Osprey pair return to Lake Barkley nest
by Special to TCR Email News
Apr 01, 2009 | 0 0 comments | 6 6 recommendations | email to a friend | print
Kentucky Environmental Education Projects (KEEP), Inc., a non-profit organization, is happy to announce that our osprey pair, presently featured live via an Internet camera at Lake Barkley, have returned for the 2009 nesting season! This is no surprise to those who have recently looked into the huge nest at KEEP’s web site at: http://keepky.org KEEP recently posted a note at the web site asking that the first osprey sighting at the nest be reported to KEEP’s e-mail address.

On March 9, Debi Breaux, Woodstock, GA was the first person to site and report an osprey on the KY nest she was watching on her home computer. Debi wrote, “here is an osprey photo from my 2009 Nest Cam viewer that I just made. I have only seen one osprey so far, but I am psyched! I will keep checking in.” Debi’s report, verified by looking at saved images, confirmed that the male osprey had returned to his nest! KEEP then posted a request at our web site asking that the first person to see two ospreys at the nest please contact KEEP.

On March 18, Linda A. Chambers sent an e-mail to KEEP writing, “two ospreys on the nest!! I’m in Falmouth, MA (Cape Cod) and ospreys are my passion. I follow a lot of osprey cams. I also visit the nests in my area daily and keep a journal on ospreys. I’ll keep you posted on what I see in your KY nest. I have a screen capture, I just posted my captured KEEP osprey image on the “Bird Cams Around the World” Forum.” This sighting confirmed that the male’s mate had returned to her nest!

Last year the first osprey egg arrived in the nest on camera on April 3rd and the first chick hatched on May 10th. KEEP would like to hear from you if you are the first person to see the first egg or chick this nesting season. Viewers especially enjoy watching the female feeding the chicks pieces of fish caught mostly by the male at near-by Lake Barkley. Perhaps nest viewers are most amazed at how fast the chicks grow.

KEEP osprey cam viewers are stating that the KEEP site is providing the best quality images of any osprey cam site in the world! Perhaps that is why The International Osprey Foundation recently provided a link to the KEEP osprey cam from their home page at www.ospreys.com KEEP also has perhaps the fastest cam still color images available with a new image available by hitting your refresh button about every 9 seconds. Some of the best still images and video action clips were saved from the 2008-nesting season, which can be seen at KEEP’s web site. KEEP’s camera mounted fifty feet high can be zoomed, panned and tilted from anywhere in the world by our cam administrative operator to providing unique public and school viewing. School study questions are available at KEEP’s web site. Schools from the US and England have reported learning about ospreys including life cycles by observing our ospreys.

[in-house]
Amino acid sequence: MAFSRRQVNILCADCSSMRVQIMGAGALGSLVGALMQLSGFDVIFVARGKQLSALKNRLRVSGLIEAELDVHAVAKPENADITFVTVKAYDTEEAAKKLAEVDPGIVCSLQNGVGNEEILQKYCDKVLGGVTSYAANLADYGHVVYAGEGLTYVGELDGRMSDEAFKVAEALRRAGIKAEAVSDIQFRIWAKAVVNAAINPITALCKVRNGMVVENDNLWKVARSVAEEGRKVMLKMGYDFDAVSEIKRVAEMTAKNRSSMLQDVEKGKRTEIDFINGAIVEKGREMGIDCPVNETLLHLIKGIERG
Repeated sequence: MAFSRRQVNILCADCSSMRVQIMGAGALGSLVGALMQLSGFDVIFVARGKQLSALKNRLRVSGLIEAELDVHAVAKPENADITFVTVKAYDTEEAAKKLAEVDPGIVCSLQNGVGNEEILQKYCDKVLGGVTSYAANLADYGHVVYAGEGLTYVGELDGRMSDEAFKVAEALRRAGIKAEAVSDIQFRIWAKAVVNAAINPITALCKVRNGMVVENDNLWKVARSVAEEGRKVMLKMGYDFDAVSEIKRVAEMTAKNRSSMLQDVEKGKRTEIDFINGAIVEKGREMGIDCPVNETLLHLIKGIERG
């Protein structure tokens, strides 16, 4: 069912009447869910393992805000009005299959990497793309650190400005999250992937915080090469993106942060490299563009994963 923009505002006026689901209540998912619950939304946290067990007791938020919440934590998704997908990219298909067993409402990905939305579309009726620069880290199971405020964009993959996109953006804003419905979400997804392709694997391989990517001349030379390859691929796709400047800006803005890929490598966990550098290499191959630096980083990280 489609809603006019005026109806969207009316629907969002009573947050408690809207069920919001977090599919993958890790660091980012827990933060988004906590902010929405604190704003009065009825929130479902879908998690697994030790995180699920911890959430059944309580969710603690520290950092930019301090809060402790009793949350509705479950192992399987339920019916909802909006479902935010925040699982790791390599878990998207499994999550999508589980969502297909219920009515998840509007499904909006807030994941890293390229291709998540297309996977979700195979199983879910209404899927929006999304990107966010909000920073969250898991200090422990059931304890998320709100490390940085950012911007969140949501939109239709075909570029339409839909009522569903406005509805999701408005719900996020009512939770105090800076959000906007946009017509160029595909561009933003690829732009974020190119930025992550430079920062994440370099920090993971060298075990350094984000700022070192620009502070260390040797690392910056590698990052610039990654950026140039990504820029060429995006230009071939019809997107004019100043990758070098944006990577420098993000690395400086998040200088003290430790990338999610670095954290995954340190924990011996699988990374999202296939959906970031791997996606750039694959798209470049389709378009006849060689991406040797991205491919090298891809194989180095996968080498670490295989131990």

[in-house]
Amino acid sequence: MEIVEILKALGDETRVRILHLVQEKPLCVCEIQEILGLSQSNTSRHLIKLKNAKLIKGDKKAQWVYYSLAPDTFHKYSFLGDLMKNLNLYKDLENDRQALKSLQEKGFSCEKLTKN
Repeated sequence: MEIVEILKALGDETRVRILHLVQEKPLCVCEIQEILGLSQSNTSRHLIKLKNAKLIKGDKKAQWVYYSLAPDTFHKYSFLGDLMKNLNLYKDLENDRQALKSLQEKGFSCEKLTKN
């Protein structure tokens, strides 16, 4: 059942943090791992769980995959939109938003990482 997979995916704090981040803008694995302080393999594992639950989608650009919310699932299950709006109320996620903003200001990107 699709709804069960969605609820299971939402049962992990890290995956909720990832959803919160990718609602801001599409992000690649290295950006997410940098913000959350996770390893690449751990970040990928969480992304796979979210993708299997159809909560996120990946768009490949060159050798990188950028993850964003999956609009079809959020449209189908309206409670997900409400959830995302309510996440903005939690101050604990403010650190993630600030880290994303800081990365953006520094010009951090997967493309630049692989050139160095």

Ospreys begin incubation as soon as the first egg is produced so the first egg will hatch several days before the second egg and about a week before the third egg. Osprey adults sit low in the nest when incubating. Watch for the adult to be higher in the nest when hatching begins. As a result of different hatching dates and ages, even though just a few days apart, the chicks’ size differences are apparent as they quickly grow. The osprey chicks will grow to the large size of their parents and will be flying by early to mid July.

Why all the interest in ospreys? Ospreys are a beautiful bird of prey that did not nest in Kentucky for about fifty years due to harmful pesticides. Now Internet viewers including school students can see and learn about this majestic wildlife species once again nesting in Kentucky. Ospreys are excellent environmental quality indicators. Obviously there were environmental problems in Kentucky when ospreys could not nest for fifty years. We are now keeping a close watch on our ospreys and other indicator species such as bluebirds. We are glad that these species are doing far better than they were for so many years. Bluebirds live in Kentucky all year but our ospreys migrate during September to southern Florida or perhaps as far as South America for winter. The young ospreys do not return to nest until they are adults during their third spring. Arriving back in the vicinity of their Kentucky nest, they look for a mate and build their own nest weighing an average 140 pounds. Only the strongest healthy ospreys survive such lengthy journeys to enjoy the life of a soaring osprey.

To see and learn more about ospreys and other KEEP projects, please visit KEEP’s web site at http://keepky.org KEEP projects are supported entirely by donations and volunteers. KEEP appreciates everyone that is helping make KEEP projects possible and successful! Please check the KEEP web site often to see how our osprey family is doing and for new web site features and projects. Additional contact information can be found at the “Contact Us” tab on the website.

(Information for this staff report was submitted by Ed Ray, KEEP, Inc. Founder/Director.)
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